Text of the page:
by Madelyn Arnold (NY: St. Martin's Press, 1988)
In 1964, when I was 17, I belonged to the Social Science Club at my high school. Our club had a field trip to the "State Hospital" in central North Carolina, and saw how humans were sequestered and / or warehoused because of emotional, mental, and also physical impairments. That's the same year, and the same country, the same kind of institution, as the setting of this book.
The reader of Bird-Eyes, however, is not looking through the eyes of a visitor. The portrait of the place, the people, and the mentality of both inmates and their keepers, is narrated from inside a very keen and mostly lucid 16-year-old female character, Latisha, who has been sentenced to confinement for incorrigibility. From her perspective, the humanity, ignorance and deficiencies of psychiatrist and staff are glaringly recorded with their effects, and the process of institutionalization of the residents is observed from the inside out. The level of insight is very very striking, and outshines even the characters and the plot.
The most interesting character aside from the narrator is a deaf woman admitted for depression after her husband's death. Unchecked institutional ignorance isolates her profoundly, and puts her under tremendous emotional pressure. Her friendship with Latisha and their guarded use of sign language is a major interest in the book.
Most of what happens in Bird-Eyes seems all too believable. People under institutional care are very varied, and their dynamics are hard to control, so a lot of drugs and crude behaviour modification get applied. The needs and personalities of the care-givers are also a wild card in the mix. Everyone is looking for and using loopholes in the system if they can. The wealthiest are the most likely to re-surface. The descriptions of the uses and results of shock treatment jibe all too well with what I have observed in the lives of friends who accepted this prescription, and with expert testimony like that of Dr. Bonnie Burstow [hear her talk on this at www.wings.org in the archives page]. While mental health institutions in the US and Canada have now divested themselves of most of their patients, and while there have been a few surprisingly good advances in drug treatment, notably for schizophrenia, for the most part, psychiatry and mental health care are still largely blundering and too available as careers for self-deceptive and abusive folks.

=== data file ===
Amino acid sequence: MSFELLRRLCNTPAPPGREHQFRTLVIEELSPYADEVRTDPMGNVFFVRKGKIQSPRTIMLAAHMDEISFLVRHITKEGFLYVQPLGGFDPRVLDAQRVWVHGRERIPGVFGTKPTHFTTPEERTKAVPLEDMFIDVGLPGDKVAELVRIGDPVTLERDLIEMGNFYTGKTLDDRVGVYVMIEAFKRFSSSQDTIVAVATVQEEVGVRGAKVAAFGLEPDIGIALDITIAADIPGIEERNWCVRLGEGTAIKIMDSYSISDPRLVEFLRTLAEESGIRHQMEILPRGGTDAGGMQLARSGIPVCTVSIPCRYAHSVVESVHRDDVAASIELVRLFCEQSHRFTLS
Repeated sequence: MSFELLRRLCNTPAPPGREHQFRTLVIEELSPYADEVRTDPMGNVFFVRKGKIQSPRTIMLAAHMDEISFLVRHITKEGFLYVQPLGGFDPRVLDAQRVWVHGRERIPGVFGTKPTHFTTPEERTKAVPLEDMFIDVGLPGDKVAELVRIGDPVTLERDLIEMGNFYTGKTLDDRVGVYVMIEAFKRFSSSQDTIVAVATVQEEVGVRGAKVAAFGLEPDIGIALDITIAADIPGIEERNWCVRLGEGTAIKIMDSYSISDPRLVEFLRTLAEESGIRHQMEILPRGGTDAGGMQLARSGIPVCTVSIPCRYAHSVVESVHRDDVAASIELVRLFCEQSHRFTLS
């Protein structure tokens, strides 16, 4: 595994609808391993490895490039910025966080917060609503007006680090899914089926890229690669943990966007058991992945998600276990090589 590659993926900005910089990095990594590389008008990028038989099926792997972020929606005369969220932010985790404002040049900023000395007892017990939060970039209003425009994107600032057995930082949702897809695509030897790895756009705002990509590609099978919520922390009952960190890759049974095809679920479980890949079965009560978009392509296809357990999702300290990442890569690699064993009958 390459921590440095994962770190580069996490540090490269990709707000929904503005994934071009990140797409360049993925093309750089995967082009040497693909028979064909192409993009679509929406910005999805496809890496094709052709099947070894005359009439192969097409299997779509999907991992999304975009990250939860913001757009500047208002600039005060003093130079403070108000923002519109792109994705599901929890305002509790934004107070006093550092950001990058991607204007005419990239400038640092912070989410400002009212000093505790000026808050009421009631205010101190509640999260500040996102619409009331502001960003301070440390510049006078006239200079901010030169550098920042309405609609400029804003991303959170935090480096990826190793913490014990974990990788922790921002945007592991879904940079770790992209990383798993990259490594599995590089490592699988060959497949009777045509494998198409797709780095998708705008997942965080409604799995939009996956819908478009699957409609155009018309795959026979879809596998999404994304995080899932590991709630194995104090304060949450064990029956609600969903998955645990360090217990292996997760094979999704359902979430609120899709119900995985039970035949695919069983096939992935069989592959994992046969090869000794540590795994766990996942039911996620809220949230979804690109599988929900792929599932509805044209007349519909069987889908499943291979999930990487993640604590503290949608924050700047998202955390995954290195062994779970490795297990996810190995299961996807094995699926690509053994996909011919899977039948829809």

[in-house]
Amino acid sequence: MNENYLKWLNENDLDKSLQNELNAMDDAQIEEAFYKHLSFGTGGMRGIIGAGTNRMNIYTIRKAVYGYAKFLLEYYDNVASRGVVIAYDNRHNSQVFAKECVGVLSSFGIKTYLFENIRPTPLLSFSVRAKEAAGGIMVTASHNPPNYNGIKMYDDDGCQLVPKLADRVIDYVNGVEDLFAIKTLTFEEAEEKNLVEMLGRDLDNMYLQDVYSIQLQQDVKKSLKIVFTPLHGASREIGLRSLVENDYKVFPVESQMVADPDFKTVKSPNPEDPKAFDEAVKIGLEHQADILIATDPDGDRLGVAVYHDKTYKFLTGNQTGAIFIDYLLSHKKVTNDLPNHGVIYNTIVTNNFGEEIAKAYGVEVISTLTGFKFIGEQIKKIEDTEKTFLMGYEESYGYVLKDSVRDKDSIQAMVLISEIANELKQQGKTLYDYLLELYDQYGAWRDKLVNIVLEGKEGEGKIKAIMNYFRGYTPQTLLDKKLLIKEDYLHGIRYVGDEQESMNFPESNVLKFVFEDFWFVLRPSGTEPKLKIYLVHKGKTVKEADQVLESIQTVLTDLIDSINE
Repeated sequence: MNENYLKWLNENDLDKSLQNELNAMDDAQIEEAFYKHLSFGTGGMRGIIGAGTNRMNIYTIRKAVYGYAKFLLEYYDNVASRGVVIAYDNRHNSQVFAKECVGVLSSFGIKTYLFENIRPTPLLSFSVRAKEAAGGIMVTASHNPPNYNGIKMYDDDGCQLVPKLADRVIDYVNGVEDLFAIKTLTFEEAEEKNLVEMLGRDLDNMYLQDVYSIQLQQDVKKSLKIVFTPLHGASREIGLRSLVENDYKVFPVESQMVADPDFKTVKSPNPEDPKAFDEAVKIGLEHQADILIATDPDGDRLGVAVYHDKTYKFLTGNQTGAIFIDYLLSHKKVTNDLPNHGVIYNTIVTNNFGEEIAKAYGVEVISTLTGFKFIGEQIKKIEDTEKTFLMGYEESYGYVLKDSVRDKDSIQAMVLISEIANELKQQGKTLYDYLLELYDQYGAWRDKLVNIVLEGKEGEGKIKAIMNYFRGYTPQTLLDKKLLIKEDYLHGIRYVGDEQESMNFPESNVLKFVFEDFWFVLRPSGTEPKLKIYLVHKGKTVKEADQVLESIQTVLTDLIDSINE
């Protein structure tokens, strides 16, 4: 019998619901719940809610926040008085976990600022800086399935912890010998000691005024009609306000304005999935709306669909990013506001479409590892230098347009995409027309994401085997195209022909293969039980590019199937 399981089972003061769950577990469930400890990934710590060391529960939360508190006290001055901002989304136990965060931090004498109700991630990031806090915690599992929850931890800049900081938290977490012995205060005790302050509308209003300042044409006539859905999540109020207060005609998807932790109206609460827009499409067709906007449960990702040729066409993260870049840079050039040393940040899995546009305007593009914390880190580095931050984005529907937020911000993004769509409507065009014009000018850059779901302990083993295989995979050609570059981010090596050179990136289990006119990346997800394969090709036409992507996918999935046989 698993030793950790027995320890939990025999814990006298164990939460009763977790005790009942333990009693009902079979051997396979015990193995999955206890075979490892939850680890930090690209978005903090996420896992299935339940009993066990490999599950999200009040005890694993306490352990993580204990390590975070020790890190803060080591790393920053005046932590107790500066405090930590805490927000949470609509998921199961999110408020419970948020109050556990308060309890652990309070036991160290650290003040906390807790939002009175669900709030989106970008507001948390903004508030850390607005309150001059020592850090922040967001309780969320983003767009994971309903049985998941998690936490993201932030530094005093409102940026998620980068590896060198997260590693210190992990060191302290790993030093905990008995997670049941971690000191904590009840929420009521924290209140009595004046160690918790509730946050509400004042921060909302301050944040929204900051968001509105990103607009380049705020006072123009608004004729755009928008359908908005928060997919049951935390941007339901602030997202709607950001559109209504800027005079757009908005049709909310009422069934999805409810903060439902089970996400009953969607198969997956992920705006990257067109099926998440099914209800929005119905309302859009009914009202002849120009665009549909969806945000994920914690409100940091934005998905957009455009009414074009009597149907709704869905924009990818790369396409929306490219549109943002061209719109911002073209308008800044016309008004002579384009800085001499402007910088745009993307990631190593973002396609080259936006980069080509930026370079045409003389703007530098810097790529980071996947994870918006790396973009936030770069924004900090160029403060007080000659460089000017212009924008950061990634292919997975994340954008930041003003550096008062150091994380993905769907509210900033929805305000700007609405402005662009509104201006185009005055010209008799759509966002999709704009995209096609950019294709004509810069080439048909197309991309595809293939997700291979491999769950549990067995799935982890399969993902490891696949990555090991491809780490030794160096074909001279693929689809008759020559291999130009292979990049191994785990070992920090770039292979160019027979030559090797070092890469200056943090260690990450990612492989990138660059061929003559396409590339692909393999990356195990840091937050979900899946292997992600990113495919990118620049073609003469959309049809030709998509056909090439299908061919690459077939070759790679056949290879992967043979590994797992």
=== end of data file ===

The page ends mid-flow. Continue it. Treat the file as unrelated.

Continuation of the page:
I am not certain if this book is autobiographical in its origins. It seems unlikely that one who had not been there could have written it, though, unless with the collaboration of someone who had been there at least. It comes across as a strong voice from the inside that should be heard.
I see that this book was a Lambda Award winner for best first novel. These prizes are for books about lesbians and gays, but the lesbian elements in this book are not dominant over the broader social insights.
Bird-Eyes is the first of two novels (and an essay collection) by Madelyn Arnold. She also seems to have a new novel in the works, Divided by One. And, she has a column called "Not Thinking Straight" in the Seattle Gay News, to which she has contributed since 1975. Some of her columns (complete with smiling photo) are online, including this one from last year, about suicide: http://www.sgn.org/sgnnews12/page44.cfm.